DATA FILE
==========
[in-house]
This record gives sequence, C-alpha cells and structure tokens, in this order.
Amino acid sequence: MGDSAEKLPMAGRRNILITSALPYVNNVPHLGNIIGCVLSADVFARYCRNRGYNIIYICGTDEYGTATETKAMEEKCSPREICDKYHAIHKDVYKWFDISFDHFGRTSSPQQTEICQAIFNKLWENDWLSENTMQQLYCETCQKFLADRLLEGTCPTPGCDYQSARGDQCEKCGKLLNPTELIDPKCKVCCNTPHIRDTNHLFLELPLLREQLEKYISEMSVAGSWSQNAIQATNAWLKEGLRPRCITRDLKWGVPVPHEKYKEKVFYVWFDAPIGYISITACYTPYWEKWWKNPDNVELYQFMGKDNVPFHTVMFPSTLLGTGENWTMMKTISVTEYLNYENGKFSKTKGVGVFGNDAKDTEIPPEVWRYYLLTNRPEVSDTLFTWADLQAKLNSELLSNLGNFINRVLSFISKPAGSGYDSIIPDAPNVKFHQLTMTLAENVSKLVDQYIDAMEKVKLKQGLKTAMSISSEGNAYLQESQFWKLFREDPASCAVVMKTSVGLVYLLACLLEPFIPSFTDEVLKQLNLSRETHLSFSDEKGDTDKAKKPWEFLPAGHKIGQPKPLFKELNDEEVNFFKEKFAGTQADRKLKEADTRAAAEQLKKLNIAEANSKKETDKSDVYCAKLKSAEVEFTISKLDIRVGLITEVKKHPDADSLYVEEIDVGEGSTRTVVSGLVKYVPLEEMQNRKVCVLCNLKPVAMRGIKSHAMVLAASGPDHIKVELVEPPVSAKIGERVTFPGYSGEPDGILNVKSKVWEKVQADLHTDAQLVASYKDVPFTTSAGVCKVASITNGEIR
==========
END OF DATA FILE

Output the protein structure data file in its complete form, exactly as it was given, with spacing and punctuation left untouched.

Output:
[in-house]
This record gives sequence, C-alpha cells and structure tokens, in this order.
Amino acid sequence: MGDSAEKLPMAGRRNILITSALPYVNNVPHLGNIIGCVLSADVFARYCRNRGYNIIYICGTDEYGTATETKAMEEKCSPREICDKYHAIHKDVYKWFDISFDHFGRTSSPQQTEICQAIFNKLWENDWLSENTMQQLYCETCQKFLADRLLEGTCPTPGCDYQSARGDQCEKCGKLLNPTELIDPKCKVCCNTPHIRDTNHLFLELPLLREQLEKYISEMSVAGSWSQNAIQATNAWLKEGLRPRCITRDLKWGVPVPHEKYKEKVFYVWFDAPIGYISITACYTPYWEKWWKNPDNVELYQFMGKDNVPFHTVMFPSTLLGTGENWTMMKTISVTEYLNYENGKFSKTKGVGVFGNDAKDTEIPPEVWRYYLLTNRPEVSDTLFTWADLQAKLNSELLSNLGNFINRVLSFISKPAGSGYDSIIPDAPNVKFHQLTMTLAENVSKLVDQYIDAMEKVKLKQGLKTAMSISSEGNAYLQESQFWKLFREDPASCAVVMKTSVGLVYLLACLLEPFIPSFTDEVLKQLNLSRETHLSFSDEKGDTDKAKKPWEFLPAGHKIGQPKPLFKELNDEEVNFFKEKFAGTQADRKLKEADTRAAAEQLKKLNIAEANSKKETDKSDVYCAKLKSAEVEFTISKLDIRVGLITEVKKHPDADSLYVEEIDVGEGSTRTVVSGLVKYVPLEEMQNRKVCVLCNLKPVAMRGIKSHAMVLAASGPDHIKVELVEPPVSAKIGERVTFPGYSGEPDGILNVKSKVWEKVQADLHTDAQLVASYKDVPFTTSAGVCKVASITNGEIR